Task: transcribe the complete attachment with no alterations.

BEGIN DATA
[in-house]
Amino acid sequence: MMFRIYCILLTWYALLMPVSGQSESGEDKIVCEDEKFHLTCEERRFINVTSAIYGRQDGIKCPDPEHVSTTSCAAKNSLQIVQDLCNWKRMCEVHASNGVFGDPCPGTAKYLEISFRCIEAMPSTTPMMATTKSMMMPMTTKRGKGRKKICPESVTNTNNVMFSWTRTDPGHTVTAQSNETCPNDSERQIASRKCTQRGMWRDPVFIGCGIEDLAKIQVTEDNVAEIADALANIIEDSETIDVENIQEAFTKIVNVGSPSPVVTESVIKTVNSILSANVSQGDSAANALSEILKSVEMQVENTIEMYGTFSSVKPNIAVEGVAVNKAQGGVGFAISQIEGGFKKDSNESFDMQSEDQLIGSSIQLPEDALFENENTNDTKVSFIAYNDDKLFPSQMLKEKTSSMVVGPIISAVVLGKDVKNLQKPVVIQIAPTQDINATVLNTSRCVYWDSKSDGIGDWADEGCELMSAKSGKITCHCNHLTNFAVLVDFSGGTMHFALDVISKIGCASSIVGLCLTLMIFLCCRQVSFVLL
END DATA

[in-house]
Amino acid sequence: MMFRIYCILLTWYALLMPVSGQSESGEDKIVCEDEKFHLTCEERRFINVTSAIYGRQDGIKCPDPEHVSTTSCAAKNSLQIVQDLCNWKRMCEVHASNGVFGDPCPGTAKYLEISFRCIEAMPSTTPMMATTKSMMMPMTTKRGKGRKKICPESVTNTNNVMFSWTRTDPGHTVTAQSNETCPNDSERQIASRKCTQRGMWRDPVFIGCGIEDLAKIQVTEDNVAEIADALANIIEDSETIDVENIQEAFTKIVNVGSPSPVVTESVIKTVNSILSANVSQGDSAANALSEILKSVEMQVENTIEMYGTFSSVKPNIAVEGVAVNKAQGGVGFAISQIEGGFKKDSNESFDMQSEDQLIGSSIQLPEDALFENENTNDTKVSFIAYNDDKLFPSQMLKEKTSSMVVGPIISAVVLGKDVKNLQKPVVIQIAPTQDINATVLNTSRCVYWDSKSDGIGDWADEGCELMSAKSGKITCHCNHLTNFAVLVDFSGGTMHFALDVISKIGCASSIVGLCLTLMIFLCCRQVSFVLL